from time to time,
another's attainments.

Monks, mastered by eight wrong states,
Devadatta, with his mind out of control,
became one doomed to suffer in hell,
in perdition,
dwelling there a kalpa,
irreprievable.

By what eight?

Mastered by gain,
Devadatta, with his mind out of control,
became one doomed to suffer in hell,
in perdition,
dwelling there a kalpa,
irreprievable.

Mastered by loss,
Devadatta, with his mind out of control,
became one doomed to suffer in hell,
in perdition,
dwelling there a kalpa,
irreprievable.

Mastered by fame,
Devadatta, with his mind out of control,
became one doomed to suffer in hell,
in perdition,
dwelling there a kalpa,
irreprievable.

Mastered by obscurity,
Devadatta, with his mind out of control,
became one doomed to suffer in hell,
in perdition,
dwelling there a kalpa,
irreprievable.

Mastered by honour,
Devadatta, with his mind out of control,
became one doomed to suffer in hell,
in perdition,
dwelling there a kalpa,
irreprievable.

Mastered by lack of honour,
Devadatta, with his mind out of control,
became one doomed to suffer in hell,
in perdition,
dwelling there a kalpa,
irreprievable.

Mastered by evil intentions,
Devadatta, with his mind out of control,
became one doomed to suffer in hell,
in perdition,
dwelling there a kalpa,
irreprievable.

Mastered by evil friendship,
Devadatta, with his mind out of control,
became one doomed to suffer in hell,
in perdition,
dwelling there a kalpa,
irreprievable.

Mastered by these eight,
Devadatta, with his mind out of control,
became one doomed to suffer in hell,
in perdition,
dwelling there a kalpa,
irreprievable.

Monks, well it is that a monk should live mastering gain,
loss,
fame,
obscurity,
honour,
lack of honour,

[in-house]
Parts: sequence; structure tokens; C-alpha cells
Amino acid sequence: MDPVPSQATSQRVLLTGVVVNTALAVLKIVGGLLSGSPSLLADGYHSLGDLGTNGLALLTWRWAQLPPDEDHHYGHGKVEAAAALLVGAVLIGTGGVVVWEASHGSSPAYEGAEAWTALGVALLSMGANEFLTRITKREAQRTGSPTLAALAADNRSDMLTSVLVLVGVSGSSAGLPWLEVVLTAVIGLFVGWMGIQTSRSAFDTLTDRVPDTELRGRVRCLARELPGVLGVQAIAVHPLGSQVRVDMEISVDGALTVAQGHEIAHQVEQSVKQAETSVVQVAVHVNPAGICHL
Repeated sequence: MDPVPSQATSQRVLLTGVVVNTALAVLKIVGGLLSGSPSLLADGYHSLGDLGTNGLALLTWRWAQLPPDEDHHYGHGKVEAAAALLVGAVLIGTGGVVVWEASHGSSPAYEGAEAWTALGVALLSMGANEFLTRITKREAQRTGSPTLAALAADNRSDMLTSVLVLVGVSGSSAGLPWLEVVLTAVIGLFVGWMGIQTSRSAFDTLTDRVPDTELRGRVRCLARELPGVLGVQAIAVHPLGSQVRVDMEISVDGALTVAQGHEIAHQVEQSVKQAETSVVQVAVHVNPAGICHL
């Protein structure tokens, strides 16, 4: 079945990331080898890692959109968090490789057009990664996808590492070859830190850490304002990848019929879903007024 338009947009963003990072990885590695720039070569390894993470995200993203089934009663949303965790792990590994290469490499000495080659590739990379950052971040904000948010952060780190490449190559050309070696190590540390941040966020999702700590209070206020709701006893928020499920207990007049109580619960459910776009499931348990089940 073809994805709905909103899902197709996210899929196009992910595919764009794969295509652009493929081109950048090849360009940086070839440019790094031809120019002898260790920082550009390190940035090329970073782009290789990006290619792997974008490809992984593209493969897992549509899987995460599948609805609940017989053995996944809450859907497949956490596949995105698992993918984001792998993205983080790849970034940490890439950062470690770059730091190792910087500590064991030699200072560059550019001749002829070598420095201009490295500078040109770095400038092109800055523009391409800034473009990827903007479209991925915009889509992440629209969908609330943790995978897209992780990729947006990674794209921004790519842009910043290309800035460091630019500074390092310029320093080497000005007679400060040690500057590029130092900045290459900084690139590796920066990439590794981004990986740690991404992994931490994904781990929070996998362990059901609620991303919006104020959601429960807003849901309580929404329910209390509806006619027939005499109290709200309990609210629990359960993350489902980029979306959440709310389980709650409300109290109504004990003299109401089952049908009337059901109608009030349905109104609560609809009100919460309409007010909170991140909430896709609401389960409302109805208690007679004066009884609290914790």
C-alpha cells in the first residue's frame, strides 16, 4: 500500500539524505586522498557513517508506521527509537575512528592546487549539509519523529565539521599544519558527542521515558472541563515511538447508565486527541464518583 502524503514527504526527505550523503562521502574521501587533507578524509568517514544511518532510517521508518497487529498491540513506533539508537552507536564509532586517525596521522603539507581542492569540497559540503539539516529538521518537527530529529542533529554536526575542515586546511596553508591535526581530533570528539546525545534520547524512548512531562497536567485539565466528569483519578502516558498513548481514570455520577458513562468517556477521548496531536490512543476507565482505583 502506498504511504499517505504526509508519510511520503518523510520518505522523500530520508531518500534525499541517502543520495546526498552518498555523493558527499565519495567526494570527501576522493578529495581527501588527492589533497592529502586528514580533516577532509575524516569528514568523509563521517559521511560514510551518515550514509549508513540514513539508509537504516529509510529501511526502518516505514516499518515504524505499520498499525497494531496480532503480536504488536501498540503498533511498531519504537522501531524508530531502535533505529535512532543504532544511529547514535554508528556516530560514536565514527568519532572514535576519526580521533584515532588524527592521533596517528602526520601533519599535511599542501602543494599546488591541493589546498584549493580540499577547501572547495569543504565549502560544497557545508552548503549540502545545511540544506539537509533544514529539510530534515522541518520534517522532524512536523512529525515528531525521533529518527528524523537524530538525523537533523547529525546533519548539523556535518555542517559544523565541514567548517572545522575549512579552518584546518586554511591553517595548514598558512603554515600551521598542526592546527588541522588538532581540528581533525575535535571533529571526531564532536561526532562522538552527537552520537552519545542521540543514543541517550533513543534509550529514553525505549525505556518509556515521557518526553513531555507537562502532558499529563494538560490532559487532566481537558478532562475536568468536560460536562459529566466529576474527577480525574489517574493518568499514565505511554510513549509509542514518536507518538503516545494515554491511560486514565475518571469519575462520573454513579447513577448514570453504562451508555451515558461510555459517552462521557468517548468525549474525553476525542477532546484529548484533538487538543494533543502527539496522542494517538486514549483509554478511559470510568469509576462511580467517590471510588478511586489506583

evil intentions
and evil friendship,
which arise.

And why, and for what good purpose should a monk live mastering gain,
loss,
fame,
obscurity,
honour,
lack of honour,
evil intentions
and evil friendship,
which arise?

Monks, when a monk lives with gain,
loss,
fame,
obscurity,
honour,
lack of honour,
evil intentions
and evil friendship,
which arise, unmastered,
there arise the cankers,
full of distress and anguish;
but when those states are mastered,
those cankers,
full of distress and anguish,
are not.

For this good purpose, monks,
a monk should master gain,
loss,
fame,
obscurity,
honour,
lack of honour,
evil intentions
and evil friendship,
which arise
and so abide.

Wherefore, monks, train yourselves thus:

We will live mastering gain,
loss,
fame,
obscurity,
honour,
lack of honour,
evil intentions
and evil friendship,
which arises.

Train yourselves thus, monks!'

'Worthy[11] Uttara, this is a Dhamma discourse nowhere honoured[12]
among the four companies, to wit:
monks, nuns, and lay-disciples, both men and women!

Sir, let the venerable Uttara learn by heart this Dhamma discourse;
let him master this Dhamma discourse;
let him bear it in mind!

This Dhamma discourse, sir,
is charged with good.

It is the first principle of godly living.'

 


[1] This monk may be the elder, whose verses are given at Th. i, 121. The name recurs of young brahmans at D. ii, 354; M. ii, 133; iii, 298. The monk of this name at Vin. ii, 302 lived, of course, a century later. I do not find these place-names mentioned elsewhere. Mahisavatthu means 'buffalo ground.' Of Dhavajālika, Comy. observes that this was the name of a monastery, and it was called so because it was built in a Dhava grove. This, according to Childers, is the Grislea Tomentosa.

[2] Above, p. 35.

[3] Mārisa.

[4] Bhante.

[5] This passage recurs at S. ii, 114; M. i, 148; D. ii, 324; also in Mahāyāna; see S.B.E. xxi, 129; see Milinda-questions, Mrs. Rhys Davids, 33 f.

[6] Pitakehi.

[7] Añjalīhi; see P.E.D.; G.S. iii, 138 n.

[8] Cf. the Bhābrā Edict, Smith's Asoka 142: 'Reverend sirs, all that has been said by the venerable Buddha has been well said. ...' The original is quoted by Trenckner in his P.M.. 75.

[9] Upādāy'upādāya.

[10] The text repeats nearly in full. [Ed.: Reconstructed for this edition.]

[11] Bhante.

[12] I have read the variant upatthito for patitthito of the text.